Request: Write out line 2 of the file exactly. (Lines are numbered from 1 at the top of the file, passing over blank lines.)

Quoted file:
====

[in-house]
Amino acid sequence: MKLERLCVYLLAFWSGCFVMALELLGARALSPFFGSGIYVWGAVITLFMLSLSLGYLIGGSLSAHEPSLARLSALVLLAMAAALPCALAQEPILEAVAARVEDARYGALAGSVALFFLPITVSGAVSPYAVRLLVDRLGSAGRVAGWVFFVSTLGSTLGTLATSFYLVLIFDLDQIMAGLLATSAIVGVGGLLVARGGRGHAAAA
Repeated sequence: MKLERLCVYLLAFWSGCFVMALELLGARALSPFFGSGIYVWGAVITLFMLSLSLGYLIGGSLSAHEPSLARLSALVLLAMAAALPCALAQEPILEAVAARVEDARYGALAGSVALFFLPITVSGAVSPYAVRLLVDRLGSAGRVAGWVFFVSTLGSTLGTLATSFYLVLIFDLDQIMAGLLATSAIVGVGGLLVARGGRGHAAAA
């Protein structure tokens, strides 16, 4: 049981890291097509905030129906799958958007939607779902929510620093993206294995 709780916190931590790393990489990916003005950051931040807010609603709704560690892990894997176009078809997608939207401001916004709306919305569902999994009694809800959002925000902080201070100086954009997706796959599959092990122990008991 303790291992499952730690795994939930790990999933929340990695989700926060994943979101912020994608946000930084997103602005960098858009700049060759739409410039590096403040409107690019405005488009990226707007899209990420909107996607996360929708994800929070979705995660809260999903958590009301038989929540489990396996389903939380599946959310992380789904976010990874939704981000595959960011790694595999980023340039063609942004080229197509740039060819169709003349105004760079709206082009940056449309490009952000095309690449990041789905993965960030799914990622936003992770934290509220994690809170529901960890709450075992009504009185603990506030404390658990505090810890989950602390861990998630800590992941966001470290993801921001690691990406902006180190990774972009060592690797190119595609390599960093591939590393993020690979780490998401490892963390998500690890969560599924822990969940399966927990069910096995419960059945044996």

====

Amino acid sequence: MKLERLCVYLLAFWSGCFVMALELLGARALSPFFGSGIYVWGAVITLFMLSLSLGYLIGGSLSAHEPSLARLSALVLLAMAAALPCALAQEPILEAVAARVEDARYGALAGSVALFFLPITVSGAVSPYAVRLLVDRLGSAGRVAGWVFFVSTLGSTLGTLATSFYLVLIFDLDQIMAGLLATSAIVGVGGLLVARGGRGHAAAA